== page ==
Document Detail


Prevalence, correlates, and treatment of lifetime suicidal behavior among adolescents: results from the National Comorbidity Survey Replication Adolescent Supplement.
MedLine Citation:
PMID:  23303463     Owner:  NLM     Status:  MEDLINE    
Abstract/OtherAbstract:
CONTEXT: Although suicide is the third leading cause of death among US adolescents, little is known about the prevalence, correlates, or treatment of its immediate precursors, adolescent suicidal behaviors (ie, suicide ideation, plans, and attempts).
OBJECTIVES: To estimate the lifetime prevalence of suicidal behaviors among US adolescents and the associations of retrospectively reported, temporally primary DSM-IV disorders with the subsequent onset of suicidal behaviors.
DESIGN: Dual-frame national sample of adolescents from the National Comorbidity Survey Replication Adolescent Supplement.
SETTING: Face-to-face household interviews with adolescents and questionnaires for parents.
PARTICIPANTS: A total of 6483 adolescents 13 to 18 years of age and their parents.
MAIN OUTCOME MEASURES: Lifetime suicide ideation, plans, and attempts.
RESULTS: The estimated lifetime prevalences of suicide ideation, plans, and attempts among the respondents are 12.1%, 4.0%, and 4.1%, respectively. The vast majority of adolescents with these behaviors meet lifetime criteria for at least one DSM-IV mental disorder assessed in the survey. Most temporally primary (based on retrospective age-of-onset reports) fear/anger, distress, disruptive behavior, and substance disorders significantly predict elevated odds of subsequent suicidal behaviors in bivariate models. The most consistently significant associations of these disorders are with suicide ideation, although a number of disorders are also predictors of plans and both planned and unplanned attempts among ideators. Most suicidal adolescents (>80%) receive some form of mental health treatment. In most cases (>55%), treatment starts prior to onset of suicidal behaviors but fails to prevent these behaviors from occurring.
CONCLUSIONS: Suicidal behaviors are common among US adolescents, with rates that approach those of adults. The vast majority of youth with suicidal behaviors have preexisting mental disorders. The disorders most powerfully predicting ideation, though, are different from those most powerfully predicting conditional transitions from ideation to plans and attempts. These differences suggest that distinct prediction and prevention strategies are needed for ideation, plans among ideators, planned attempts, and unplanned attempts.
Authors:
Matthew K Nock; Jennifer Greif Green; Irving Hwang; Katie A McLaughlin; Nancy A Sampson; Alan M Zaslavsky; Ronald C Kessler
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Publication Detail:
Type:  Journal Article; Research Support, N.I.H., Extramural; Research Support, Non-U.S. Gov't; Research Support, U.S. Gov't, P.H.S.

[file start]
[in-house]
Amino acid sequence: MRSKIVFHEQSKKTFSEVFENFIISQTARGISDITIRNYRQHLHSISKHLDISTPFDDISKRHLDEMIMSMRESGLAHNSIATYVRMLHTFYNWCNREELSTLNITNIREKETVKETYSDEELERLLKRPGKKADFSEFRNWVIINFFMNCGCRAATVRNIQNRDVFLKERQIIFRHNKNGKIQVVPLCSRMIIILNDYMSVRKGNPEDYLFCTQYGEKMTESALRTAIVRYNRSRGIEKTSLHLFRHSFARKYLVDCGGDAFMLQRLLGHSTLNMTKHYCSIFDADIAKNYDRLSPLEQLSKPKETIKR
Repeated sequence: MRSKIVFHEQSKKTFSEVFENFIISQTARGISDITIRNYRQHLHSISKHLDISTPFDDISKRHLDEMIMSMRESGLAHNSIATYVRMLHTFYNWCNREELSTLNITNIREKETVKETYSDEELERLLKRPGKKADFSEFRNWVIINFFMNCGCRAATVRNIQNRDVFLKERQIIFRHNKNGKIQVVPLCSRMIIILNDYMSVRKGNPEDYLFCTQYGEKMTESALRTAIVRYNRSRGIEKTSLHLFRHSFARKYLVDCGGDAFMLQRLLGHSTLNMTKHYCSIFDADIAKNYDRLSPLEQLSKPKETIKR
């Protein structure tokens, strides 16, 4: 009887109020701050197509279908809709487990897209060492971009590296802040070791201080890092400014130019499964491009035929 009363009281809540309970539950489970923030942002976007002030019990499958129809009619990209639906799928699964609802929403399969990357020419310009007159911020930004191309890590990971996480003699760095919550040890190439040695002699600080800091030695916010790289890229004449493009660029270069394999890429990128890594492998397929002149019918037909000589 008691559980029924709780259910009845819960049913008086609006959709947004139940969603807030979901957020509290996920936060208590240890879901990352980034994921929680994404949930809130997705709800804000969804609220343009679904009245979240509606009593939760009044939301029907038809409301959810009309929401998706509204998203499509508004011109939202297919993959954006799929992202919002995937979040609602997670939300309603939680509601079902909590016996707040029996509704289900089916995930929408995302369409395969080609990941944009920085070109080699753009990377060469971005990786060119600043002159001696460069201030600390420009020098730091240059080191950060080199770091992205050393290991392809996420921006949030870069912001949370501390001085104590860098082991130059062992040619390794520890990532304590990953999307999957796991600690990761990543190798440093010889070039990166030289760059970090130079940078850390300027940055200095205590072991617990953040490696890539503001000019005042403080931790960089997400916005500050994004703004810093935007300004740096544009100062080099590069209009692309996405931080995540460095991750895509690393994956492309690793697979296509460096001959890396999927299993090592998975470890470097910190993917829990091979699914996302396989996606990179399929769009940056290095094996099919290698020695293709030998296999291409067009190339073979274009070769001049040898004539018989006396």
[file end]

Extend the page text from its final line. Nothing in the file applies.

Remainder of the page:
Journal Detail:
Title:  JAMA psychiatry     Volume:  70     ISSN:  2168-6238     ISO Abbreviation:  JAMA Psychiatry     Publication Date:  2013 Mar 
Date Detail:
Created Date:  2013-03-07     Completed Date:  2013-05-02     Revised Date:  2014-01-23    
Medline Journal Info:
Nlm Unique ID:  101589550     Medline TA:  JAMA Psychiatry     Country:  United States    
Other Details:
Languages:  eng     Pagination:  300-10     Citation Subset:  AIM; IM    
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MeSH Terms
Descriptor/Qualifier:
Adolescent
Adolescent Behavior
African Americans / psychology,  statistics & numerical data
Age of Onset
Educational Status
Ethnic Groups / psychology,  statistics & numerical data
European Continental Ancestry Group / psychology,  statistics & numerical data
Female
Hispanic Americans / psychology,  statistics & numerical data
Humans
Male
Mental Disorders / epidemiology*,  therapy
Prevalence
Sex Factors
Suicidal Ideation*
Suicide / statistics & numerical data*
Suicide, Attempted / statistics & numerical data*
United States / epidemiology
Grant Support
ID/Acronym/Agency:
K01 MH085710/MH/NIMH NIH HHS; K01 MH092526/MH/NIMH NIH HHS; K01-MH085710/MH/NIMH NIH HHS; K01-MH092526/MH/NIMH NIH HHS; R01 DA016558/DA/NIDA NIH HHS; R01 MH066627/MH/NIMH NIH HHS; R01 MH069864/MH/NIMH NIH HHS; R01 MH070884/MH/NIMH NIH HHS; R01 MH077883/MH/NIMH NIH HHS; R01-DA016558/DA/NIDA NIH HHS; R01-MH069864/MH/NIMH NIH HHS; R01-MH070884/MH/NIMH NIH HHS; R01-MH077883/MH/NIMH NIH HHS; R01-MH66627/MH/NIMH NIH HHS; R03 TW006481/TW/FIC NIH HHS; R03-TW006481/TW/FIC NIH HHS; R13 MH066849/MH/NIMH NIH HHS; R13-MH066849/MH/NIMH NIH HHS; U01 MH060220/MH/NIMH NIH HHS; U01-MH60220/MH/NIMH NIH HHS; U01MH060220-09S1/MH/NIMH NIH HHS
Comments/Corrections
Comment In:
Evid Based Ment Health. 2013 Nov;16(4):106   [PMID:  24104558 ]

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